Our phylogenetic analyses recover the remaining samples of H. univittatus, from Gabon south of the River Ogooue (Fig. 1B, locality 11) and from the Congo (Fig. 1B, locality 12), in a well-supported clade (ML = 76, PP = 1.00) that is sister to the H. rufocanus – true H. univittatus clade. This latter H. univittatus clade has a K2P distance ≥ 0.088 from H. univittatus from localities 9 and 6 and a distance between 0.086-0.111 to other taxa of the genus (Table 3).

One solution to the paraphyly observed among population of H. univittatus would be to consider univittatus, rufocanus, badius, basilii, and eisentrauti as synonyms and recognize this taxon as H. univittatus (Peters, 1876). However, this would lump several populations that demonstrate considerable morphological variation and genetic differentiation (K2P > 8-9%). Musser & Carleton (2005) noted that the degree of morphological variation observed among populations of H. univittatus suggests that it consists of several morphologically similar species.

Pending further geographic sampling of H. univittatus we would suggest the recognition of samples previously recognized as H. univittatus from north of the River Sanaga, including badius and eisentrauti, as H. rufocanus as previously suggested by Missoup et al. (2018). Furthermore, we would suggest restricting the distribution of H. univittatus to the region between the Sanaga and Ogooue rivers and suggest that the specimens from south of the River Ogooue currently recognized as H. univittatus represent an undescribed species (Table 3). The eastern boundaries of either of these species are not known, nor are the areas of contact with populations of H. lunaris (Fig. 3B).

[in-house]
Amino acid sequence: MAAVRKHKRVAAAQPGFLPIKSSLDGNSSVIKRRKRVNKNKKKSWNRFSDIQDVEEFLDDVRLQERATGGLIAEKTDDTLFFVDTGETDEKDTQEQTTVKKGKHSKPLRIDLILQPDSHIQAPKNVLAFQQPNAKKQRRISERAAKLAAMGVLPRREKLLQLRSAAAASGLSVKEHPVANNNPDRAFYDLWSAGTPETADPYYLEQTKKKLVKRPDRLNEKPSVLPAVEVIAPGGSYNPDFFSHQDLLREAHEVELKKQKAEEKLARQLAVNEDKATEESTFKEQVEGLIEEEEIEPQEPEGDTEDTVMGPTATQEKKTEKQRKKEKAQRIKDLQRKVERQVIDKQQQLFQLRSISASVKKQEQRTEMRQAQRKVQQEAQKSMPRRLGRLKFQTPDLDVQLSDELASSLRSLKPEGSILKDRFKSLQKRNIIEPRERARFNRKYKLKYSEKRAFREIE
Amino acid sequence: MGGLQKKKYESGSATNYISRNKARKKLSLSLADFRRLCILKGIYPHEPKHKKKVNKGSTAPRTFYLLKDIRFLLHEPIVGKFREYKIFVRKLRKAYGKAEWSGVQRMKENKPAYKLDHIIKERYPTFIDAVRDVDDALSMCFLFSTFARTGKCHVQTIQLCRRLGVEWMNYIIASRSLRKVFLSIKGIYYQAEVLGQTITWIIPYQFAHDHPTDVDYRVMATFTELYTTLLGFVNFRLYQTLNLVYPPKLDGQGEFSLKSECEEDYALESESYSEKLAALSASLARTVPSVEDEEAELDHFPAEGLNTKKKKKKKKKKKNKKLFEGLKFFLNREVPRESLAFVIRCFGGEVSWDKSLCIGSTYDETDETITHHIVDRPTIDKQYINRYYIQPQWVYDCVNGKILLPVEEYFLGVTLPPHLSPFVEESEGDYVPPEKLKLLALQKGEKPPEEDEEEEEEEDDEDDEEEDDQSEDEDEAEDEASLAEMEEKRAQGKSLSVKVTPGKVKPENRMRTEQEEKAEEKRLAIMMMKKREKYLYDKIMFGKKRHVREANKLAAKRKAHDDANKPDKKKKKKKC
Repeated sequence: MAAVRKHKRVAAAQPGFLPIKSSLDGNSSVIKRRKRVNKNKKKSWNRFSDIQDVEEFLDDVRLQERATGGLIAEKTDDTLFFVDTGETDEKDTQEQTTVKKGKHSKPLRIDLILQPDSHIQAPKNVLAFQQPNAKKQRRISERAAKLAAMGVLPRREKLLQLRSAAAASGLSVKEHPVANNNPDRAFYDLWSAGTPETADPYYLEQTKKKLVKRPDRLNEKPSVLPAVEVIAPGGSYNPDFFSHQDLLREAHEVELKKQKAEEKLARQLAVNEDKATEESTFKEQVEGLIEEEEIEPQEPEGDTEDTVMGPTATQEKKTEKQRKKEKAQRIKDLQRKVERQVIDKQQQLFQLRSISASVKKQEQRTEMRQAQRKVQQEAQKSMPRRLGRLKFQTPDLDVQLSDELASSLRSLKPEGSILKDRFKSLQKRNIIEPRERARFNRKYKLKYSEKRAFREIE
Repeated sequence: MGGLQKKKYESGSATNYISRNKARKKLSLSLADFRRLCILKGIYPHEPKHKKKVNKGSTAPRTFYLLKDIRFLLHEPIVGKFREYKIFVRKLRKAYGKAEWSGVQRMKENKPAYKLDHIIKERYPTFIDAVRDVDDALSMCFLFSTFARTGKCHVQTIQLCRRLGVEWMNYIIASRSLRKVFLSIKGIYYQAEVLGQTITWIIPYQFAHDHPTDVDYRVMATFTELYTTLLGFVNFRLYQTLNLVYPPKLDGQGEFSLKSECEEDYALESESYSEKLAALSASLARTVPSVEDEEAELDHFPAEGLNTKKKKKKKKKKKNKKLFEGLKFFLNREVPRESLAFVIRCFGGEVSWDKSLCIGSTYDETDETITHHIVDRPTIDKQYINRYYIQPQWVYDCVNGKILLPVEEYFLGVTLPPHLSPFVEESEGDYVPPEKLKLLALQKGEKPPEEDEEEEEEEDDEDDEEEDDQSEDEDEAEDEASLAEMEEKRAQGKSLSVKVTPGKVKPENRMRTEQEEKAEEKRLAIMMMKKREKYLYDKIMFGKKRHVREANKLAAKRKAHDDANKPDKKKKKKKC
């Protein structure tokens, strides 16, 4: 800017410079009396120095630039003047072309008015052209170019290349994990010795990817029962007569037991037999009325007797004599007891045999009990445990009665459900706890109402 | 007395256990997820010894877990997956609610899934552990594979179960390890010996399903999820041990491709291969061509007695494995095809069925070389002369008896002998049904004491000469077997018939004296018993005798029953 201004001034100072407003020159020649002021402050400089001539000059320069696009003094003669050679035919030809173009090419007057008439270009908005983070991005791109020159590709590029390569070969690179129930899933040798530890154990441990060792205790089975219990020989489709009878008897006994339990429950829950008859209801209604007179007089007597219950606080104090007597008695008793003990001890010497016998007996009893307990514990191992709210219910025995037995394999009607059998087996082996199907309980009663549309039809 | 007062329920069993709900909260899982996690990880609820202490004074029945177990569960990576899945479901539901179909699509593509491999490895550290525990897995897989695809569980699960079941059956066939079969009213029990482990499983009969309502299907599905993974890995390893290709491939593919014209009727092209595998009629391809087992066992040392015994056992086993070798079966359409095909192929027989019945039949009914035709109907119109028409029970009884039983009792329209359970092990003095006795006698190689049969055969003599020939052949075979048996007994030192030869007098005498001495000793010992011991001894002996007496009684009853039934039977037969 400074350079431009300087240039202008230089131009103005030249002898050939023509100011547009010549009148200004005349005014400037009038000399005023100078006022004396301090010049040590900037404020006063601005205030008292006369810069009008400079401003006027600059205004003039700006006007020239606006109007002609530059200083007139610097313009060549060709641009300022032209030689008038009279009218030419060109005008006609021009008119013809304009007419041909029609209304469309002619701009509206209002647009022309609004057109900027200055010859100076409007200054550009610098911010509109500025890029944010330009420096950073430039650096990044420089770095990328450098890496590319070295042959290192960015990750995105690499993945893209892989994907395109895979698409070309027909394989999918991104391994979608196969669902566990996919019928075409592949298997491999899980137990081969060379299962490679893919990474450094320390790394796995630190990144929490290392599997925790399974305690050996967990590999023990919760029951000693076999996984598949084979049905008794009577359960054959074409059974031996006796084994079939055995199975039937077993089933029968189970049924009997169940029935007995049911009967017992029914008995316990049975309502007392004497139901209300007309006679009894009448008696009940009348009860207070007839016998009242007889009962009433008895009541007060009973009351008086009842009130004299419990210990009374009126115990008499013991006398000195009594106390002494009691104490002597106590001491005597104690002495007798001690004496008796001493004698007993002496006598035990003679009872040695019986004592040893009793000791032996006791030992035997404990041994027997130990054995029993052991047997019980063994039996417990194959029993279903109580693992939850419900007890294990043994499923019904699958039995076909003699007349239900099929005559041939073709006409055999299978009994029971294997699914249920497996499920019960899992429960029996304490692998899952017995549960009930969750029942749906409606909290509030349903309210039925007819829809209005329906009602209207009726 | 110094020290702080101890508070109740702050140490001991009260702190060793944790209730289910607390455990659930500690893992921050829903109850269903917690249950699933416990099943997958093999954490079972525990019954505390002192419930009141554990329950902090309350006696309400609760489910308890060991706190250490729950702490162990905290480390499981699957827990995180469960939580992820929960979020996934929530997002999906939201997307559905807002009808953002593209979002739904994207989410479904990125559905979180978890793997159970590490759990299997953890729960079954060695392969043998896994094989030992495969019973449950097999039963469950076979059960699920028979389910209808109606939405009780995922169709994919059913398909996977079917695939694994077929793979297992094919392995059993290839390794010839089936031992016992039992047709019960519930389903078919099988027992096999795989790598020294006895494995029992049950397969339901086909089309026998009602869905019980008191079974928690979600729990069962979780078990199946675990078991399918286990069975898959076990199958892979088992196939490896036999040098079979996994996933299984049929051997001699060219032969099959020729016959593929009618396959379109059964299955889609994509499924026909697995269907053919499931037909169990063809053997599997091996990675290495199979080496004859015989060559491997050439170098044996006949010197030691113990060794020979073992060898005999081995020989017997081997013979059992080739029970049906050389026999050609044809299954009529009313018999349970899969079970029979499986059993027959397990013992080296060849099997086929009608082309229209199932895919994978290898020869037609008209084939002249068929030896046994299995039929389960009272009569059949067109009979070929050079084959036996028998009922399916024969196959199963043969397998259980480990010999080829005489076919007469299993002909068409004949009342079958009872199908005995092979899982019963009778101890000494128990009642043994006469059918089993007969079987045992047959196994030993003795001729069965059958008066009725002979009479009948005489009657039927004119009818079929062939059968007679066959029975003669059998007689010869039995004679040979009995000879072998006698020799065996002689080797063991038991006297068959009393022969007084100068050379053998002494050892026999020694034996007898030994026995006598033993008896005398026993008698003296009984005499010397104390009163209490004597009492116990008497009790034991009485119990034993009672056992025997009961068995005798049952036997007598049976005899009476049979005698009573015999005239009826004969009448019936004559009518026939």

Biogeography and emergence of the Hybomys division

The middle to late Miocene was an eventful period that saw major faunal interchange between Africa and Eurasia, a movement of ancestral stocks facilitated by lower sea levels, a global trend toward cooler and drier climates, and the intermediacy of the Arabian Plate between southern Asia and north-eastern Africa (see summary in Morley & Kingdon 2013). Certainly, African landscapes were integral to the phylogenesis of murine rodents as the continent's Sub-Saharan region contains representatives of five of the ten tribes formally recognized to date (sensu Lecompte et al. 2008). Two of these tribes, Malacomyini and Otomyini, are endemic to Sub-Saharan Africa; the taxonomic diversity of two, Arvicanthini and Praomyini, is principally confined to this region; the tribal distribution of only one, Murini, extends across Africa and Eurasia. Arvicanthini numbers some 88 species representing 19 genera (including one genus and species in Asia – Hoffman et al. 2009, Happold 2013, Bryja et al. 2017) and is the largest of the five African tribes, compared with the Malacomyini (one genus, three species – Happold 2013), Otomyini (two genera, 31 species – Taylor et al. 2011, Happold 2013), Praomyini (nine genera, 55 species – Hoffman et al. 2009, Happold 2013, Carleton et al. 2015), and Murini (two genera, 20 species native to Africa – Happold 2013). The initial entry of murine rodents into Africa transpired around 9 to 12 mya, an interval bracketed by both fossil records (Jacobs et al. 1990, Jacobs & Flynn 2005) and molecular chronograms calibrated to key “palaeontological events” (Lecompte et al. 2008, Steppan & Schenk 2017). Like the rapid diversification of core Murinae into its tribal-level lineages (Fabre et al. 2013, Kimura et al. 2017, Steppan & Schenk 2017), the murine stem groups that entered Africa also underwent an explosive radiation commensurate with the continent's vastness and its geological, climatological, and ecological heterogeneity. Fossils assignable to living arvicanthine genera date from the late Miocene through early Pliocene, around 5 to 7 mya (e.g. AethomysDenys 1990, Manthi 2007; ArvicanthisDenys 1999, Winkler 2002; LemniscomysManthi 2007).